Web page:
# Systems Analysis and Control

Size: px
Start display at page:

Transcription

1 Systems Analysis and Control Matthew M. Peet Illinois Institute of Technology Lecture 2: Drawing Bode Plots, Part 2

2 Overview In this Lecture, you will learn: Simple Plots Real Zeros Real Poles Complex Zeros Complex Poles M. Peet Lecture 2: Control Systems 2 / 33

3 Review Recall: Frequency Response Input: u(t) = M sin(ωt + φ) Output: Magnitude and Phase Shift Linear Simulation Results y(t) = G(ıω) M sin(ωt + φ + G(ıω)) Amplitude Time (sec) Frequency Response to sin ωt is given by G(ıω) M. Peet Lecture 2: Control Systems 3 / 33

4 Review Recall: Bode Plot Definition 1. The Bode Plot is a pair of log-log and semi-log plots: 1. Magnitude Plot: 2 log 1 G(ıω) vs. log 1 ω 2. Phase Plot: G(ıω) vs. log 1 ω Bite-Size Chucks: G(ıω) = i (ıωτ zi + 1) i (ıωτ pi + 1) 2 log G(ıω) = i 2 log ıωτ zi + 1 i 2 log ıωτ pi + 1 M. Peet Lecture 2: Control Systems 4 / 33

5 Plotting Simple Terms Plotting Normal Zeros Behaves as G 1 (s) = (τs + 1) { ıωτ ω << 1 τ = ıωτ ω >> 1 τ A constant at low ω. A zero at high ω. Break Point at ω = 1 τ. Magnitude: db ω << 1 τ 2 log ıωτ + 1 = 3.1 db ω = 1 τ 2 log ω ω >> 1 τ ω = τ M. Peet Lecture 2: Control Systems 5 / 33

6 Plotting Real Zeros Phase Geometry: (ıωτ + 1) = tan 1 ( ωτ 1 ω << 1 τ (ıωτ + 1) = 45 ω = 1 τ 9 ω >> 1 τ ) 1+ω 2 τ 2 1 Im(s) } ωτ } Re(s) ω = τ M. Peet Lecture 2: Control Systems 6 / 33

7 Plotting Real Zeros Phase We can improve our sketch using a line (ıωτ + 1) ω <.1 τ = 45.1 (1 + log ωτ) τ < ω < 1 τ 9 ω > 1 τ 9 45 ω =.1 τ -1 ω = τ -1 ω = 1 τ M. Peet Lecture 2: Control Systems 7 / 33

8 Plotting Real Poles Magnitude We can plot real zeros Now lets do the poles. Poles are the opposite of zeros G zero = G 1 pole 1 G pole (ıω) = ıωτ + 1 G zero (ıω) = ıωτ + 1 Magnitude: G pole (ıω) = 1 ıωτ log G pole (ıω) = 2 log ıωτ M. Peet Lecture 2: Control Systems 8 / 33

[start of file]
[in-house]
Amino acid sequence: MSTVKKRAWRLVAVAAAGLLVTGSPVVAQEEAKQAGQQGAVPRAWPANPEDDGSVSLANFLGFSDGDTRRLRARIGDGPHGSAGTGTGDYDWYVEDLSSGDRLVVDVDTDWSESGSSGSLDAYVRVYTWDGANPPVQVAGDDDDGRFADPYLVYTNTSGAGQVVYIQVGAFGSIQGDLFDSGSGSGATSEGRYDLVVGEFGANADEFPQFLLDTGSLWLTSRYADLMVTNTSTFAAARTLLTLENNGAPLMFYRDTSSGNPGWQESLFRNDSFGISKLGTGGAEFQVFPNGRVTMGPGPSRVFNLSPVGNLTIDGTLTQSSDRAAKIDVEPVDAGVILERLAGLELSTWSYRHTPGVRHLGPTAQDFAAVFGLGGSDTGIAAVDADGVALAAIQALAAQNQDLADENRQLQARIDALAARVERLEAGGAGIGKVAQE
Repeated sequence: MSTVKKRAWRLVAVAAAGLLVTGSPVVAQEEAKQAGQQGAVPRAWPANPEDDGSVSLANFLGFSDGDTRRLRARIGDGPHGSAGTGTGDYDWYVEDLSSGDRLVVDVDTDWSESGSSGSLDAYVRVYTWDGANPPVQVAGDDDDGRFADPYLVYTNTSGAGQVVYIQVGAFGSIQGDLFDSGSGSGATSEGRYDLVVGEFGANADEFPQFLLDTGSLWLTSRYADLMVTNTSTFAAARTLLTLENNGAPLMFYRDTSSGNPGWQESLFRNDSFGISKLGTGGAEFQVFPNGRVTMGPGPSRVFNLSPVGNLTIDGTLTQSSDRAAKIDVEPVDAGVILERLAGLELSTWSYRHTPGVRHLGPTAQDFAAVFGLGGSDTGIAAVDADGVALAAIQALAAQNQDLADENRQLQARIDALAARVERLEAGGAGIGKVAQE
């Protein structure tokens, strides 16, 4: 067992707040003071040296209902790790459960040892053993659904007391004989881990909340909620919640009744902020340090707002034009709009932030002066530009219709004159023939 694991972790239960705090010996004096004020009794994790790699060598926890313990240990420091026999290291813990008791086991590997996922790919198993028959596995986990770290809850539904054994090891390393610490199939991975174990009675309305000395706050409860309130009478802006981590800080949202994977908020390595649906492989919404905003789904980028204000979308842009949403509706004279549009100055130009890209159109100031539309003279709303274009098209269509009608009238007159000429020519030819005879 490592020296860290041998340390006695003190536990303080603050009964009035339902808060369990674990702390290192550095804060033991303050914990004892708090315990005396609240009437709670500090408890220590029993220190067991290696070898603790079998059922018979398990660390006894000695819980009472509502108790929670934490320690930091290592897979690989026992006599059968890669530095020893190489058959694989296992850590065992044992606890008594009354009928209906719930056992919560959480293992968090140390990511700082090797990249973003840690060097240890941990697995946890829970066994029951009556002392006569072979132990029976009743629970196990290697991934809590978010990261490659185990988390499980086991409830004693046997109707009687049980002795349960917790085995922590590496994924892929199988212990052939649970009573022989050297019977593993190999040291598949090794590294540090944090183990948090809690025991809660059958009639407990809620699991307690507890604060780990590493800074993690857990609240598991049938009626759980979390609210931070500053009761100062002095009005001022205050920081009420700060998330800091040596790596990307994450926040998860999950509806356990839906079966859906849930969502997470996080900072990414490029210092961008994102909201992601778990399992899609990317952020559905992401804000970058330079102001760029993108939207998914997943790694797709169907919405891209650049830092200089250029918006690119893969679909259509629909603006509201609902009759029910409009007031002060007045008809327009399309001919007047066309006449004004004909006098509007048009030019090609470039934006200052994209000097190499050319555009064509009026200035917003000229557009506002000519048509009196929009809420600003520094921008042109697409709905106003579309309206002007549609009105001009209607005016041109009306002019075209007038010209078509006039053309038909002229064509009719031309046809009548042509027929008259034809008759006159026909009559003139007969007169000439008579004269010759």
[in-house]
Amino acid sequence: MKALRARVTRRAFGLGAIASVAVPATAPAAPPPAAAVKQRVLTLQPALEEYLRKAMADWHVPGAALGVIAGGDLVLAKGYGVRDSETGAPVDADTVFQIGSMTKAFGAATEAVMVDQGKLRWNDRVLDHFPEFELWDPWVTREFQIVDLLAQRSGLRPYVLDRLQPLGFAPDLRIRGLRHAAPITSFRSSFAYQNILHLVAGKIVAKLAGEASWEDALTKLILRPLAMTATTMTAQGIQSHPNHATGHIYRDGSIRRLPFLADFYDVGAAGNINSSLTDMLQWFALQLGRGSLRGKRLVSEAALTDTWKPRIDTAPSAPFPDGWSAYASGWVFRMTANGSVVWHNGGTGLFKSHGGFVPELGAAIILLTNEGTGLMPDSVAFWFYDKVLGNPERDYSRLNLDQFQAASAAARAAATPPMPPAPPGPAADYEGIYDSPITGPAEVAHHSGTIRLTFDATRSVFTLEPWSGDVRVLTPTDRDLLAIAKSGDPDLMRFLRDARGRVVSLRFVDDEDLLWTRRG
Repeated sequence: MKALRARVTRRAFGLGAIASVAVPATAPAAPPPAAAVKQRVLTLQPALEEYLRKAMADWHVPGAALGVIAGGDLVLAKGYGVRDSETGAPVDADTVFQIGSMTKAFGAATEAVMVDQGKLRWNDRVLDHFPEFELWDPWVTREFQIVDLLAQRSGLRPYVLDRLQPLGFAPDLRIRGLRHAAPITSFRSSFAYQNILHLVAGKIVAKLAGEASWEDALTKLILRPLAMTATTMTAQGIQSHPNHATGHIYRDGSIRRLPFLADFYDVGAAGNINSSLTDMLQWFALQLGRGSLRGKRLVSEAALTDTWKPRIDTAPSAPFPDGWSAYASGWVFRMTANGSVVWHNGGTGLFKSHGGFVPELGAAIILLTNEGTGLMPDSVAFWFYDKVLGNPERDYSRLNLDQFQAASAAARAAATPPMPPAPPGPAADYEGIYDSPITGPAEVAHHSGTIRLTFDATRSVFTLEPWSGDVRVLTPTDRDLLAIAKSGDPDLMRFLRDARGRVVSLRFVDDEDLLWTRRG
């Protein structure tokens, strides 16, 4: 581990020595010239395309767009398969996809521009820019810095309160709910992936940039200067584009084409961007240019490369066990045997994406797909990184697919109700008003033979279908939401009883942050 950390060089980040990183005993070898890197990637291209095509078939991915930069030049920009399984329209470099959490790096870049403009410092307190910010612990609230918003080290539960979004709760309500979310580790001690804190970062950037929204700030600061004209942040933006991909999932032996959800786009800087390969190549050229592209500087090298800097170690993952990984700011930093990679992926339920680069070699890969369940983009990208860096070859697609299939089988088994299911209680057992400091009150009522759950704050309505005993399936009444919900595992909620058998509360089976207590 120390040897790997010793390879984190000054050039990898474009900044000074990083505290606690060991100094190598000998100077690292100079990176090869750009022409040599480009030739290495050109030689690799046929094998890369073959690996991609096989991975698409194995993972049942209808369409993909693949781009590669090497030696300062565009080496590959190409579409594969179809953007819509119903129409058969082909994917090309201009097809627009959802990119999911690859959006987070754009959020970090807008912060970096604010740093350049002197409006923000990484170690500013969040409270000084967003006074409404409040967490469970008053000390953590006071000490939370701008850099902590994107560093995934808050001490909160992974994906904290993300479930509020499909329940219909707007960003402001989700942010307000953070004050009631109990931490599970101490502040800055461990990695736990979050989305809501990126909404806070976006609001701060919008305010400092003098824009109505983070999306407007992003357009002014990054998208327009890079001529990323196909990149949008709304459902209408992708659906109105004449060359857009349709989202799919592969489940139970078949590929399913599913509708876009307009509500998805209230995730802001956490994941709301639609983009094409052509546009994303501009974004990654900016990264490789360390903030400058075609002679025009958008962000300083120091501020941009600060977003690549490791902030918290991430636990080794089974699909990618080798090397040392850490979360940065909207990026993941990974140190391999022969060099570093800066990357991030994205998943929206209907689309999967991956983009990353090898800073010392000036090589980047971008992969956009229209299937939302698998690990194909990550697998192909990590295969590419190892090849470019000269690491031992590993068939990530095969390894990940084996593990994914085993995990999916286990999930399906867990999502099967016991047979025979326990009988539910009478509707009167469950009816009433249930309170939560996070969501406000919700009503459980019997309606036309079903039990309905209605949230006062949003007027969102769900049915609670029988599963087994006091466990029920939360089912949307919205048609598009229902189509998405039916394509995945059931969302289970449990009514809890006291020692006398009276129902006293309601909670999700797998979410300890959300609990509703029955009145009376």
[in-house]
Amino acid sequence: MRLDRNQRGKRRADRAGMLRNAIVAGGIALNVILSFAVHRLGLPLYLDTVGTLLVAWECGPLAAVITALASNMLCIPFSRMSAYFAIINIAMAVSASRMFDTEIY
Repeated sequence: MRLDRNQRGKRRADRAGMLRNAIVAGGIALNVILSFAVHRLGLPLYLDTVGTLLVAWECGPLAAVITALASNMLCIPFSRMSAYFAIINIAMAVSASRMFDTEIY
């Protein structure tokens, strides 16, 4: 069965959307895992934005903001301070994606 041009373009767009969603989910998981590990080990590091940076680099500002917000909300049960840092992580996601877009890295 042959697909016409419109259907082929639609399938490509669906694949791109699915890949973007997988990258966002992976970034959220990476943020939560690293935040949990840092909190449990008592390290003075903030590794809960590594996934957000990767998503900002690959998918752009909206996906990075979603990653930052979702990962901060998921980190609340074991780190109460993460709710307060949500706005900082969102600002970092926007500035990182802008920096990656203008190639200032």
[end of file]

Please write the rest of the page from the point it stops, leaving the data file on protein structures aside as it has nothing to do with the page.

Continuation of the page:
9 Plotting Real Poles Magnitude Our approximation is also a reflection of the zero 2 log 1 ıωτ + 1 = db ω << 1 τ 3.1 db ω = 1 τ 2 log ω ω >> 1 τ ω = τ ω = τ M. Peet Lecture 2: Control Systems 9 / 33

10 Plotting Real Poles Phase We can plot real zeros Now lets do the poles. Poles are the opposite of zeros G pole (ıω) = 1 ıωτ + 1 = G 1 zero(ıω) Phase: G pole (ıω) = tan 1 ωτ = G zero (ıω) M. Peet Lecture 2: Control Systems 1 / 33

11 Plotting Real Poles Phase Our approximation is also a reflection of the zero (ıωτ + 1) 1 ω <.1 τ = 45.1 (1 + log ωτ) τ < ω < 1 τ 9 ω > 1 τ ω =.1 τ -1 ω = τ -1 ω = 1 τ ω =.1 τ ω = τ -1-9 ω = 1 τ M. Peet Lecture 2: Control Systems 11 / 33

12 Plotting Real Poles and Zeros Lead-Lag We now have the pieces for a Lead-Lag Compensator. Example: Lead Compensator First Step: Standard Form G(s) = s + 1 s + 1 G(s) = s + 1 s + 1 = 1 s s + 1 Second Step: Plot the Constant c =.1 = 2dB M. Peet Lecture 2: Control Systems 12 / 33

13 Plotting Real Poles and Zeros Lead-Lag Third Step: Plot the Zero at ω = 1. Magnitude: db ω << 1 2 log ıω + 1 = 3.1 db ω = 1 2 log ω ω >> ω = 1 ω = Phase: (ıω + 1) ω <.1 = 45 (1 + log ω).1 < ω < 1 9 ω > ω = 1 zero M. Peet Lecture 2: Control Systems 13 / 33

14 Plotting Real Poles and Zeros Lead-Lag Fourth Step: Plot the Pole at ω = 1. Magnitude: 2 log ıω db ω << 1 = 3.1 db ω = 1 2 log ω ω >> ω = 1 ω = Phase: ( ıω ) ω < 1 = 45 ( ) 1 + log ω 1 1 < ω < 1 9 ω > ω = 1 ω = 1-45 pole M. Peet Lecture 2: Control Systems 14 / 33

15 Plotting Real Poles and Zeros Lead-Lag Add them all together 2 1 ω = ω = zero ω = 1 ω = 1 total pole M. Peet Lecture 2: Control Systems 15 / 33

16 Plotting Real Poles and Zeros Lead-Lag Compare with the True Plot 2 1 ω = True ω = True -45 ω = 1 ω = M. Peet Lecture 2: Control Systems 16 / 33

17 Plotting Real Poles and Zeros Lead-Lag Example: Lag Compensator G(s) = 1 s s + 1 = s s Pole at ω = 1 Zero at ω = 1 Output Phase Lags behind the input. M. Peet Lecture 2: Control Systems 17 / 33

18 Plotting Real Poles and Zeros Lead-Lag Put them together to get a Lead-Lag Compensator. Zero at ω = 1 Pole at ω = 1 Pole at ω = 1 Zero at ω = 1 Magnitude: Changes in Slope. ω = 1: +2 ω = 1: -2 ω = 1: -2 ω = 1: +2 G(s) = s + 1 s + 1 s + 1 s + 1 = s + 1 s s s M. Peet Lecture 2: Control Systems 18 / 33

19 Plotting Real Poles and Zeros Lead-Lag G(s) = s + 1 s + 1 s + 1 s + 1 Phase: Changes in Slope. ω =.1: +45 ω = 1: 45 ω = 1: 9 ω = 1: +9 ω = 1: +45 ω = 1: M. Peet Lecture 2: Control Systems 19 / 33

20 Complex Poles and Zeros Now we move on to the final topic: Complex Poles and Zeros Complex Zeros: G(s) = s 2 + 2ζω n s + ω 2 n First Step: Put in standard form ( ( s G(s) = ωn 2 ω n ) ) 2 + 2ζ s + 1 ω n So y ss = 1 Ignoring the constant G 1 (ıω) = ( ω ω n ) 2 + 2ζ ω ω n ı + 1 = 2ζı ( 1 ω ) 2 ω ω n ω n << 1 ω ω n = 1 ω ω n >> 1 M. Peet Lecture 2: Control Systems 2 / 33

21 Complex Poles and Zeros Magnitude: ( ) 2 ω 2 log G 1 (ıω) = 2 log + 2ζ sω ı + 1 ω n ω n ω db ω n << 1 ω = 2 log(2ζ) ω n = 1 ω 4(log ω log ω n ) ω n >> M. Peet Lecture 2: Control Systems 21 / 33